This is a page with blurbs on some of the people who shaped the movement.

Murray Rothbard

Perhaps the best known promoter of anarcho-capitalism (in fact the one who coined the phrase), Murray Rothbard, is certainly one of the most central figures to the anarchist movement. Rothbard is also perhaps the most famous proponent of Austrian Economics, which strongly influenced his anarchist beliefs. In his book, The Ethics of Liberty, Rothbard defends his anarchist position with some of the strongest arguments ever devised for anarchy.

Rothbard was also a historian, and researched some potential historical examples of anarchist societies, especially in colonial America. His article Pennsylvania’s Anarchist Experiment is a profound look into how for approximately a decade Pennsylvania was without a government, and functioned just fine.

He considered the state to be a “gang of thieves writ large” a powerful statement which has been used increasingly as an anarchist slogan. Rothbard is considered to be affiliated probably more strongly with the tradition of the Right, though at times he did seek to build coalitions with those on the left. See Left and Right: The Prospects for Liberty.

Lots of information on Rothbard can be found at the Mises Institute Website, and at For a good bibliography podcast listen to Jeff Riggenbach’s Libertarian Tradition Podcast on Rothbard.

Karl Hess

Perhaps amongst some of the great anarchist thinkers some might overlook Karl Hess, after all he came to his anarchism fairly late in life, and previously had supported the Republican Party. I would argue though that Hess’ ideas are some of the most powerful, and his actions some of the most radical in the cause for a free society.

Hess decided after his stint with the Barry Goldwater presidential campaign, that he would go into welding and attempt to avoid the state at any cost. The IRS put a 100% lean on all his future earnings because of his refusal to pay federal income taxes. His extremely brave move, in refusing to pay taxes, left him in a great position to develop his ideas on society.

He argued for a more leftward evolution of Murray Rothbard’s anarchism, an extension that opposed all imposed authority. Hess said that he thought people function best in an environment that is not hierarchical, and if it does have hierarchy that it be rather limited. He himself attempted to practice this through developing alternative technologies for living in a self-sufficient independent way. Hess favored bringing anarchists together under one tent as voluntarists, because that anti-authoritarian bent is presumably what is the common thread among the various anarchist styles.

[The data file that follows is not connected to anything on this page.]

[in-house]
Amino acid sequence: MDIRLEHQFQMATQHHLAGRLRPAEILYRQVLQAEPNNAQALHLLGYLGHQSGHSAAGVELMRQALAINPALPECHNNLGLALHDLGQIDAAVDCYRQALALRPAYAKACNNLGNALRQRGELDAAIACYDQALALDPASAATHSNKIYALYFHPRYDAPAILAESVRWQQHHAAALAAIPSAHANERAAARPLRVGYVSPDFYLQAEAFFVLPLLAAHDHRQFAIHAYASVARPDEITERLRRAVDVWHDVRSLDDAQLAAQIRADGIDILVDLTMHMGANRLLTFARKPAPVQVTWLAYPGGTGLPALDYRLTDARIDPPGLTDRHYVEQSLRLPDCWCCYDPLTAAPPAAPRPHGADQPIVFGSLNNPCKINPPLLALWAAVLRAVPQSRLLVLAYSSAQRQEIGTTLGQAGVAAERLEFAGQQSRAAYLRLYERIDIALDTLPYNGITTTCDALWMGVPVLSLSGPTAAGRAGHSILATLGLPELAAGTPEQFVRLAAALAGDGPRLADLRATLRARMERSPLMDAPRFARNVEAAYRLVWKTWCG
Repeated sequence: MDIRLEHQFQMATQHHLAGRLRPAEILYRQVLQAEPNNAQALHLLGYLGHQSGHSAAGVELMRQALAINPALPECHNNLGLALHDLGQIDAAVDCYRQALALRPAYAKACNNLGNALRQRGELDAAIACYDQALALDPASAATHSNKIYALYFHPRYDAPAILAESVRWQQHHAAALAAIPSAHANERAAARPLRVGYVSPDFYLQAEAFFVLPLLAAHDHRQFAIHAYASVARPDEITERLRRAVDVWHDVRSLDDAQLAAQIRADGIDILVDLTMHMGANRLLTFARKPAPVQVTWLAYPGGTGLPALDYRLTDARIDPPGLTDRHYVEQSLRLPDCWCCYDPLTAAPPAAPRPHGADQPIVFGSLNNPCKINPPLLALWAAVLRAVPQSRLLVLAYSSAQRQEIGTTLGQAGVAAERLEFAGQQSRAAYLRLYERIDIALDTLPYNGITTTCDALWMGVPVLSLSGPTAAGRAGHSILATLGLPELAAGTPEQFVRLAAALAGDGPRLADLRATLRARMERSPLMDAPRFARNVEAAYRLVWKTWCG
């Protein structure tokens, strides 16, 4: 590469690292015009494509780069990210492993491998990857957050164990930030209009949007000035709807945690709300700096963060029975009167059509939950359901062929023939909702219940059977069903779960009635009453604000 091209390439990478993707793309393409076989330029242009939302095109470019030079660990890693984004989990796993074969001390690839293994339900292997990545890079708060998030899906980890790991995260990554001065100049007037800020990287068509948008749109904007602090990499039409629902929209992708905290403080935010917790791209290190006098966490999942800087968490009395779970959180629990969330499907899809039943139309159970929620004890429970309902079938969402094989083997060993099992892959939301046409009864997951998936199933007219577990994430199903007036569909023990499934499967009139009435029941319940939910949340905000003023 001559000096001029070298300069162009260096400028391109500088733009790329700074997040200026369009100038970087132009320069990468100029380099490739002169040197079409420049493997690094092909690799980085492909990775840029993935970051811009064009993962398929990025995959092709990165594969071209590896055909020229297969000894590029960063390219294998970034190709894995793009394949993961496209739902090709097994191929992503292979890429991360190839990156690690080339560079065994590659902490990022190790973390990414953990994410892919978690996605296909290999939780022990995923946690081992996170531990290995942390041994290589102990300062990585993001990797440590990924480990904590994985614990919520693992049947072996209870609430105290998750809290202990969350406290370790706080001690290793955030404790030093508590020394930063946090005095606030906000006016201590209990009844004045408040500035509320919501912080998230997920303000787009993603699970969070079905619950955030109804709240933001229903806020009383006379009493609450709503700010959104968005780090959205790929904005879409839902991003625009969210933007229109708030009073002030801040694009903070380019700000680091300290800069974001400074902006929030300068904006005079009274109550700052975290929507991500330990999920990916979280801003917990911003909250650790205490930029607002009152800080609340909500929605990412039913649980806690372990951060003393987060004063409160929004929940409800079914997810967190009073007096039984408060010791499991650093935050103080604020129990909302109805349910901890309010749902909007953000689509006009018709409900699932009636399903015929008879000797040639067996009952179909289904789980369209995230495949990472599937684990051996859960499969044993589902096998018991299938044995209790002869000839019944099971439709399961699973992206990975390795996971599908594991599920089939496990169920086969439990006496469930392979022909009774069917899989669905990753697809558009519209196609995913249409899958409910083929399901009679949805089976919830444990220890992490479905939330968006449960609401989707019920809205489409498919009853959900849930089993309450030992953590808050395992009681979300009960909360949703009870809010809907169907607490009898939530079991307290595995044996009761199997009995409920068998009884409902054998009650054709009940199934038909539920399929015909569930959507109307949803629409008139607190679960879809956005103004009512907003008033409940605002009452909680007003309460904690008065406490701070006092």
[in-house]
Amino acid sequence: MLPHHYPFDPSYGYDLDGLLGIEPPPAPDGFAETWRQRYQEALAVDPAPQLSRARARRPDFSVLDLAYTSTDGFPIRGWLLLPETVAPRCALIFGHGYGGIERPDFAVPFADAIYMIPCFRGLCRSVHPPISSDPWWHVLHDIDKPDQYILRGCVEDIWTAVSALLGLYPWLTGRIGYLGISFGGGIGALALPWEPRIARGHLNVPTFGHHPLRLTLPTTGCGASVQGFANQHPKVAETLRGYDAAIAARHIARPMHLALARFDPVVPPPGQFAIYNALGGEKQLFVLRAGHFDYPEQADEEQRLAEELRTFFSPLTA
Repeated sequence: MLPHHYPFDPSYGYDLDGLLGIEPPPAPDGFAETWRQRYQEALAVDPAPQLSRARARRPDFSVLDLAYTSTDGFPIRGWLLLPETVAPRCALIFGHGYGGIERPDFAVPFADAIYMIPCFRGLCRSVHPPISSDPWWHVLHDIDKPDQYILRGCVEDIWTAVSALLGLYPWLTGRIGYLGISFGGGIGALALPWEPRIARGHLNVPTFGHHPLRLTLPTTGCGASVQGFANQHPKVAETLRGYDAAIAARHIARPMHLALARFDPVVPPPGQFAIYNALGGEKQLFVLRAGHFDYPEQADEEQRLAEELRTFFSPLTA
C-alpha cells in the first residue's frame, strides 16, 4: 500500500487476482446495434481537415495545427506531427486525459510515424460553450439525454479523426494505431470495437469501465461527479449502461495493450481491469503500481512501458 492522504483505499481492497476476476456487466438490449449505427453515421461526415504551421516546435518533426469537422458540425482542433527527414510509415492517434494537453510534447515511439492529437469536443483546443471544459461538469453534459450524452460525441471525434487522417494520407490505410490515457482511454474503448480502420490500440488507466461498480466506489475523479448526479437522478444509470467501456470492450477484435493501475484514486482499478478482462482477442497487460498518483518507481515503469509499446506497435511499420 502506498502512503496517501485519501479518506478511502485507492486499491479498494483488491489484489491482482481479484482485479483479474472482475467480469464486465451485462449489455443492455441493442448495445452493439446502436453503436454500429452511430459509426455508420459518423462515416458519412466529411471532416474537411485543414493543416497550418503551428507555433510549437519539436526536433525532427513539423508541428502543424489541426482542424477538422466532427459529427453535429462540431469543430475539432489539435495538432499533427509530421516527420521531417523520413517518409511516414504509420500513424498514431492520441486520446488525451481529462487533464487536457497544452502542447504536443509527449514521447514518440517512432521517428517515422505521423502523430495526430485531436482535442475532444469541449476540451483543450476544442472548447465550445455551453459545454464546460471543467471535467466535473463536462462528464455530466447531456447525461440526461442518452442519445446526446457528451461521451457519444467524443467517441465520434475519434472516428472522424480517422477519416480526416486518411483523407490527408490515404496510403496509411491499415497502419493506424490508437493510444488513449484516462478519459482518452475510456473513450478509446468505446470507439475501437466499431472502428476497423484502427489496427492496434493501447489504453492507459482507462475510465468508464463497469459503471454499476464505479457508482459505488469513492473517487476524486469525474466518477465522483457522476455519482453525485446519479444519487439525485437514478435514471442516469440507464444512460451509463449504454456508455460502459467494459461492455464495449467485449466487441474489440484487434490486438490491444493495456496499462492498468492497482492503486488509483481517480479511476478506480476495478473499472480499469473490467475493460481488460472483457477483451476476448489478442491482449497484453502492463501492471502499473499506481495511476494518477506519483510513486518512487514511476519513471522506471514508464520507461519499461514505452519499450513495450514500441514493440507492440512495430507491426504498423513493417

I myself envy the way in which Hess conduced his life, and I think that it would be something for anarchists to consider if they are in a position to attempt to break off from the state more completely. I think Hess would have approved of the ideas of creating libertarian communities in order to try and bring like minded people together in an area where they can try to use their collective strength to reject state authority.

An Academy award-winning documentary was made about Hess and his philosophy, it is available on Google Video here. A Libertarian Tradition Podcast on the life and work of Karl Hess by Jeff Riggenbach can be found here with transcript here.

Penn Jillette

Magician and public personality Penn Jillette has expressed anarchist leaning positions. Penn’s strong libertarian position was extremely influential to me personally. From watching his TV show Bullshit! to videos on Youtube his clear and direct arguments for libertarianism are some of the most convincing out there.

Here is a video where Penn is interviewed by the Cato Institute (non-anachist) on his views. As far as I can tell Penn is one of the most sincere libertarians out there, he really is trying to promote the cause out of the goodness of his heart and his love for humanity.

One of my favorite quotes from Penn follows:

“It’s amazing to me how many people think that voting to have the government give poor people money is compassion. Helping poor and suffering people is compassion. Voting for our government to use guns to give money to help poor and suffering people is immoral self-righteous bullying laziness.” – Penn Jillette

Penn also has an active internet presence in his various podcasts. He hosted both PennSays and Penn Point previously, and now is starting Penn Sunday School.

Here is a video of Penn where he was interviewed on The Big Think on why mistrust for government is a beautiful thing. Best quote from the video: “I will help you build a library, but I am not willing to put a gun to someones head to make them do it.”

Lysander Spooner

Samuel Edward Konkin III (SEK III)

Ron Paul

The only non-anarchist on the list…

Walter Block

Hans Hermann Hoppe

Stefan Molyneux

Doug Casey

David Friedman

Henry David Thoreau

Frederick Bastiat

Gustave de Molinari



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